Info Redux: Putting your garden to bed for the winter

Summer gardens tend to be bigger, size-wise, than fall/winter gardens, so it’s normal to be looking at some empty garden space during the off-season. Here are a few basic goals for that space: Protect the soil from compaction, erosion, and nutrient loss due to hard winter rains Suppress weeds, which can still grow through our

By | September 20th, 2016|Garden information|0 Comments

5 things to look for when creating a backyard habitat

When turning a yard into a wildlife habitat, you have plenty of aspects to work on. Here are the top five, based on the Backyard Habitat Certification Program focus areas: invasive weeds, native plants, pesticide reduction, stormwater management, and wildlife stewardship.   Invasive Weeds Weeds aren't all bad -- they're just plants that are growing

By | September 18th, 2016|Garden information|0 Comments

Make your yard a native wildlife paradise

Do you have a yard you wish could be MORE? It CAN! Every day, we are gratified to see people making the choice to turn their yards into lush oases for bees, butterflies...and people too. Look for this sign around town: It means that someone has done what it takes to make their yard

By | September 13th, 2016|Garden information|0 Comments

What do I do with the extra fruits and veggies from my garden?!

There’s nothing better than looking out into the garden and seeing the sheer BOUNTY of the summertime harvest. But there’s a point at which all that fresh organic produce becomes too much: too much for the table, too much for the tummy, too much for the fridge and freezer…just a bit too much. Don’t let

By | September 5th, 2016|Food policy, Garden information, Local food, Recipes|0 Comments

Watering wisely

This is the time of year I field the most questions about watering best practices. When should I water? For how long? What equipment works best? Do I always personally have to take care of it, or can I please just automate my system? My answer tends to unfold along the following lines: 1. It depends!! (Sorry -- I know that's an annoying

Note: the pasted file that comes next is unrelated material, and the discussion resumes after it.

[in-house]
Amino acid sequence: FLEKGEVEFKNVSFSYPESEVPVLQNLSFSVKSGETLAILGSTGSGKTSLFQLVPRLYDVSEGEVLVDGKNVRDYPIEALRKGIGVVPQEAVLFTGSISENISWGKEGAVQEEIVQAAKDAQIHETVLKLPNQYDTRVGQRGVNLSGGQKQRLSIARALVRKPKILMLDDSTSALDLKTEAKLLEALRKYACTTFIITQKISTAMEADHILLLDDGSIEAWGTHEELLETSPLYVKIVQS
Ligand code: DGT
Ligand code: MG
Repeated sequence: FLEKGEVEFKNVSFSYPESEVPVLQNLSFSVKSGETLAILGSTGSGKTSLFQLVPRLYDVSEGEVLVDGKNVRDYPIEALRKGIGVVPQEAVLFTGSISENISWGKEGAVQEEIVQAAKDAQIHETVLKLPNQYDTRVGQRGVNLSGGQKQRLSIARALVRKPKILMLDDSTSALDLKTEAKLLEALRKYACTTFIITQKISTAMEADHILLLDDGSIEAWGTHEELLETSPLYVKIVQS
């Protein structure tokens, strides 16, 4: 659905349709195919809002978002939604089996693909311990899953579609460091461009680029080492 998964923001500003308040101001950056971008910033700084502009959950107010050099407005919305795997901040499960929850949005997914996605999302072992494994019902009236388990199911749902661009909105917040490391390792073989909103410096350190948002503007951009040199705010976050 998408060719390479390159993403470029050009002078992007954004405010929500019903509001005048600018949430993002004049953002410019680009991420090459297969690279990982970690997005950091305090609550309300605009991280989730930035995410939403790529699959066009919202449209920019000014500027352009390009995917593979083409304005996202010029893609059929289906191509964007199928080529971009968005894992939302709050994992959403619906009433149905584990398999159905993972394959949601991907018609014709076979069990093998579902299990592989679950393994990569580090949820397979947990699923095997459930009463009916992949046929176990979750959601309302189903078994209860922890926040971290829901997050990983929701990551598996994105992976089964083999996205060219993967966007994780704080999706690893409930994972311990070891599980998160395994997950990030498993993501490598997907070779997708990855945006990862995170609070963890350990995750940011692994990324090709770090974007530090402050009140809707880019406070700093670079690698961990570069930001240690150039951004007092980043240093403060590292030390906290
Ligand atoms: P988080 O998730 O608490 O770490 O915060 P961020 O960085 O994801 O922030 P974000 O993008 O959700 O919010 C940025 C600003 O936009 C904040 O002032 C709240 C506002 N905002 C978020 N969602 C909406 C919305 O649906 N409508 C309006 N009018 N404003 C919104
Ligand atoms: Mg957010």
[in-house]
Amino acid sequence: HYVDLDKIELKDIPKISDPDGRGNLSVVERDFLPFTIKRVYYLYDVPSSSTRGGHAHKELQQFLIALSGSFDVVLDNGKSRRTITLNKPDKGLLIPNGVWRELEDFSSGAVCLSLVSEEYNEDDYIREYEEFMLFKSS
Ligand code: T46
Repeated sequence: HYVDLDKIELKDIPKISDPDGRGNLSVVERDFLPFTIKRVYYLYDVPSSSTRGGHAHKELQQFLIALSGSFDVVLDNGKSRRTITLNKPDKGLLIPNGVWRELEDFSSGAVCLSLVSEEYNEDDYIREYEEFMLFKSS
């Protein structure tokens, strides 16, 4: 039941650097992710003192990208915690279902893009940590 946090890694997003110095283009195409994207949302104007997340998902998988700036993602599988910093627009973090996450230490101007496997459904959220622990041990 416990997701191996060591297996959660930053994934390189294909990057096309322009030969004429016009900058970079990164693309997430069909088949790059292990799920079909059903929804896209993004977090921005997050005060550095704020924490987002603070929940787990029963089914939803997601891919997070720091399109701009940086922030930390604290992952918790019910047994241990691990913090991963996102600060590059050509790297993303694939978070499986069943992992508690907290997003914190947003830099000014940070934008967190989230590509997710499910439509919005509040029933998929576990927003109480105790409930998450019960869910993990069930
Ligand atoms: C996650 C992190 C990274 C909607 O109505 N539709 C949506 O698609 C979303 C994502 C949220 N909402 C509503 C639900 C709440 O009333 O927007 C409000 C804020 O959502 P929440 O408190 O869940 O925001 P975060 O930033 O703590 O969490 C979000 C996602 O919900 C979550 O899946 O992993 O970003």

By | June 2nd, 2014|Garden information|0 Comments

Summer planting in Portlandia

If you're interested in planting "main season" crops this year, here is a chart for you! Lucky. You have SO many options...

By | May 15th, 2014|Garden information|0 Comments

April is the time to clean, organize, and build!

As the rain starts to think about slacking off, it's time to to spend the first few precious sunny days (and evenings) in the garden. Some plants (peas, arugula, lettuces, kale, etc.) are already in the ground, but the majority of summer annuals need warmer weather to get started. This means that April is a

By | April 1st, 2014|Garden information|0 Comments

How to deal with slugs

What's slimy, ravenous, and absolutely thrilled by April showers? Mmm hmm, you got it: slugs. Slugs and their garden mollusk cousins, snails, are Northwest gardeners' constant companions at this time of year. They tend to cause a lot of trouble, and a lot of grief, and our gardening lives wouldn't be the same without 'em! Here

By | March 24th, 2014|Garden information, Recipes|0 Comments

MORE places to find good seeds

Well, it's that time again, folks. While the weather outside is wintry, it's time to check out gardeners' eye candy, AKA seed catalogues! We still assume that most people who are checking out our website are Pacific Northwesterners. So here’s a few additions to the existing list of seed companies that are suitable for gardeners in our area:

By | January 25th, 2014|Garden information, Local food|0 Comments

Garden FAQ

Not surprisingly, we field a wide variety of garden-related questions on a regular basis -- everything from "what IS this plant?!" to "what should I do NOW with my garden space?" Some questions are easy to answer, and others are tricky (to say the least). And in far too many cases, the best answer is

By | November 5th, 2013|Garden information|0 Comments